Australia’s highest court has affirmed the importance of maintaining accurate board minutes. Once signed off by directors, minutes will be treated as an accurate record of board decisions unless there is persuasive evidence to the contrary.
This was the central issue in the High Court of Australia’s decision last week to overturn a judgment last year by the New South Wales Court of Appeal relating to the James Hardie Industries Limited (JHIL) asbestos case.
The JHIL board, at a meeting on 15 February 2001, approved the creation of a special foundation which would assume liability for the company’s exposure to asbestos claims.
The company, in its subsequent release to the Australian Stock Exchange (ASX) on 16 February, gave assurances that the foundation would have sufficient money to meet all present and future claims. But barely two years later it was reporting a serious shortfall in funds.
The Australian Securities and Investment Commission (ASIC) successfully pursued the directors for breaching their duty of care (in relation to the misleading release) but this decision was overturned by the NSW Court of Appeal. ASIC then appealed the decision to the High Court of Australia which unanimously granted the appeal. More background on the case is available in Chapman Tripp’s earlier commentaries – here, here and here.
The pivotal factor in all three proceedings was whether the board had approved the misleading ASX release. The minutes of the February board meeting recorded that a version of the release had been approved. Those minutes were formally adopted at the April board meeting, “apparently without demur”. Nonetheless, the directors argued that the minutes were not accurate and the release had not been approved by them.
Two of the key arguments which the directors ran in support of their position were:
- the minutes were unreliable as they had been prepared in advance of the meeting and contained a number of inaccuracies, and
- the statement tabled at the meeting was a draft only and was amended before being released to ASX without those amendments being referred back to the directors for final approval.
This “slackers’ defence” – that the fault lay in the sloppiness of JHIL’s governance arrangements - was comprehensively demolished by the High Court.
Of the difference between the draft presented to the board and the final announcement, the Court said that, although some changes had been made, they were not material. In particular, both the draft approved, and the final version released, were misleading in the same way.
“Whether a deed that is later executed or an announcement that is later published is the document that the board approved must be determined by more than a literal comparison between texts. Slips and errors can be corrected. In at least some cases better (but different) wording can be adopted...The bare fact that alterations were later made does not demonstrate that the document was not approved by the board.”
Of the minutes, the Court made three observations.
One – although they contained some inaccuracies, this did not make them wholly unreliable or discount their evidential value:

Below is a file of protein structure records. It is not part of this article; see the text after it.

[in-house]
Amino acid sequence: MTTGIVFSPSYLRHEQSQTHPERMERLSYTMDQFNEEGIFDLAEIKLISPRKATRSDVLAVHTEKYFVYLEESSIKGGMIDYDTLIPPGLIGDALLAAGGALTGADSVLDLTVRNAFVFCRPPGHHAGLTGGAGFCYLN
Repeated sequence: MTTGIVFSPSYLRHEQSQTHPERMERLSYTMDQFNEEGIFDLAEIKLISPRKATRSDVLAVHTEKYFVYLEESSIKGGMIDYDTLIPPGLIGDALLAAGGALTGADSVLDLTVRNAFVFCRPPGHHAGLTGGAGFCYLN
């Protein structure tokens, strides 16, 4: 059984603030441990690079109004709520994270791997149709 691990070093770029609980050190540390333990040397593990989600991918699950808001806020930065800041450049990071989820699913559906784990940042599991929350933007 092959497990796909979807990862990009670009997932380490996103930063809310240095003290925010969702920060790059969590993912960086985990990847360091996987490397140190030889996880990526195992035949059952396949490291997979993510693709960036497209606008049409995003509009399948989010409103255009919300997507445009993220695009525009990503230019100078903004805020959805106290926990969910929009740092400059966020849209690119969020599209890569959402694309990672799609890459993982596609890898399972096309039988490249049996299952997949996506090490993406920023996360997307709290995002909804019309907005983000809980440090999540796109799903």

“[T]he fact that some parts of the minutes were inaccurate does not necessarily imply that other parts of the minutes...were inaccurate. And similarly, the fact that the minutes were drafted before the meeting does not necessarily imply that they did not accurately record what happened at the meeting.”
In this case, there was no compelling evidence that the minutes were inaccurate in relation to the approval of the announcement. And there was evidence that the pre-prepared minutes had been amended after the meeting to reflect what had actually occurred. Moreover:
- "… the time at which the minutes were drafted must not be permitted to obscure the significance of the decision, in April, to adopt them as a correct record."
Explanations from the directors that they did not read the minutes with sufficient care – or, in one case, not at all – were not accorded great weight. (In this context, it was notable that no director had subsequently raised any concerns about the final release which was made to ASX.)
Two – whatever their imperfections, they were written close to the events in question and were therefore likely to be more reliable than testimony offered seven years later and relying upon memory. (In this context, it should be noted that JHIL had a policy of destroying board papers except for the company’s copy. Chapman Tripp has written a detailed commentary on the pros and cons of these policies.)
Three – the directors could not have it both ways. Either they had approved an ASX statement which was false and misleading, or they had failed to take reasonable steps to ensure that JHIL’s minute books were not false and misleading – or both.
“The directors knew that their approval of the proposal had to be announced to the ASX. Did they, as they now say, leave to the decision of management the way in which the decision would be announced and leave to the decision of management what would be said about a proposal that all directors knew could be very controversial? Or did they, as their minutes recorded, approve what was to be said to the market?”
Take-outs for directors
The take-outs are pretty clear:
- Make sure good minutes are taken.
- Make sure they are circulated in draft to directors while memories of the meeting are still fresh.
- Make sure you review that draft carefully.
- Make sure you do not approve minutes unless and until you have read them and are happy they are accurate.
In short, minutes matter.